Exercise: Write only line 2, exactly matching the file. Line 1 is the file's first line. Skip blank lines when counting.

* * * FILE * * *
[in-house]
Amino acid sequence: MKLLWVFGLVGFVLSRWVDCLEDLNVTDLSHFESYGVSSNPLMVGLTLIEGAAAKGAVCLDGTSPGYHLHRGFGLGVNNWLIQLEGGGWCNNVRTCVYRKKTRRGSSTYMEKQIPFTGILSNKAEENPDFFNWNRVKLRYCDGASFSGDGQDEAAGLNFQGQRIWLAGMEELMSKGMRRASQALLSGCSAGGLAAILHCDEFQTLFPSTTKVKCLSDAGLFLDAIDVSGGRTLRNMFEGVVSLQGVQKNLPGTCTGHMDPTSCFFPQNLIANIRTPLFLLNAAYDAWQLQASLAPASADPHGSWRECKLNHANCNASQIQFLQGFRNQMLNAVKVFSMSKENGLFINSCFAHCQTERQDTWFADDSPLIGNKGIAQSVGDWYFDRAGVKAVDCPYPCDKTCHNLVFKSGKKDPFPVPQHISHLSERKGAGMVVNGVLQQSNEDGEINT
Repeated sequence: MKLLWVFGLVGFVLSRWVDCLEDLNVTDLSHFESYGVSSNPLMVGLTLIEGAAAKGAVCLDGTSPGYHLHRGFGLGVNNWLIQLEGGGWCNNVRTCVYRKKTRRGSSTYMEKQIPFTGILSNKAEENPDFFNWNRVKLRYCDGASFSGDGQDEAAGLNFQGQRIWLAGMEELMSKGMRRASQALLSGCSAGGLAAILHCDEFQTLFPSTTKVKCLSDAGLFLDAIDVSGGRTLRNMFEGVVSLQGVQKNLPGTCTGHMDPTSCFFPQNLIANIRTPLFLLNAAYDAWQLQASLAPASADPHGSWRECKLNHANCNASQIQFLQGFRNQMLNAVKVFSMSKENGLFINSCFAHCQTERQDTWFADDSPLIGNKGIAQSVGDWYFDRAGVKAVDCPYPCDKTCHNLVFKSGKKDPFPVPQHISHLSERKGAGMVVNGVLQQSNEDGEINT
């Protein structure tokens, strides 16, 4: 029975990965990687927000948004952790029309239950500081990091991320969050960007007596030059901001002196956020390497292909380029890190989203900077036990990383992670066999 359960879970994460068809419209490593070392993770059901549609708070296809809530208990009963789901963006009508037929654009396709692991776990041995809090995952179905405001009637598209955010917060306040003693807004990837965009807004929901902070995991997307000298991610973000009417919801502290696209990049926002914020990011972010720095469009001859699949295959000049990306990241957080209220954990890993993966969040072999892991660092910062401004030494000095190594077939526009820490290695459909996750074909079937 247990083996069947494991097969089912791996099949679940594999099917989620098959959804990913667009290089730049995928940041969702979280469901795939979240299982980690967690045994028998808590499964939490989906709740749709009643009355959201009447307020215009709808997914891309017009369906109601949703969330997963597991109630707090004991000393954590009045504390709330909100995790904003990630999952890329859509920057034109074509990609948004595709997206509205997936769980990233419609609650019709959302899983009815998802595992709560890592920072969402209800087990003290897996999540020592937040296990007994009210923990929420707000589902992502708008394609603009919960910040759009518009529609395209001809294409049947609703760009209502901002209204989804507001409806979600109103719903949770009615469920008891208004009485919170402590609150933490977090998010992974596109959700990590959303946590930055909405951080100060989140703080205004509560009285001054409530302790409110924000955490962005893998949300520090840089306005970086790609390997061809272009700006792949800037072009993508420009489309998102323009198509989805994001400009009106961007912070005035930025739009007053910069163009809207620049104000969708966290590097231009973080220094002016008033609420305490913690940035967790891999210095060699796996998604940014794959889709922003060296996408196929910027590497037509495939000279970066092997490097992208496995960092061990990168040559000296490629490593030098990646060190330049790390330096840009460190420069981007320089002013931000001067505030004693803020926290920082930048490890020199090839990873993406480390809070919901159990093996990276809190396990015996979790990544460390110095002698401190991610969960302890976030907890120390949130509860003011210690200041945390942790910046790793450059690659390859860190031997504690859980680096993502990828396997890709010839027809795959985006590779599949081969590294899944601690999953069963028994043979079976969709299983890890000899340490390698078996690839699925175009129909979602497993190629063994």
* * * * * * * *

Amino acid sequence: MKLLWVFGLVGFVLSRWVDCLEDLNVTDLSHFESYGVSSNPLMVGLTLIEGAAAKGAVCLDGTSPGYHLHRGFGLGVNNWLIQLEGGGWCNNVRTCVYRKKTRRGSSTYMEKQIPFTGILSNKAEENPDFFNWNRVKLRYCDGASFSGDGQDEAAGLNFQGQRIWLAGMEELMSKGMRRASQALLSGCSAGGLAAILHCDEFQTLFPSTTKVKCLSDAGLFLDAIDVSGGRTLRNMFEGVVSLQGVQKNLPGTCTGHMDPTSCFFPQNLIANIRTPLFLLNAAYDAWQLQASLAPASADPHGSWRECKLNHANCNASQIQFLQGFRNQMLNAVKVFSMSKENGLFINSCFAHCQTERQDTWFADDSPLIGNKGIAQSVGDWYFDRAGVKAVDCPYPCDKTCHNLVFKSGKKDPFPVPQHISHLSERKGAGMVVNGVLQQSNEDGEINT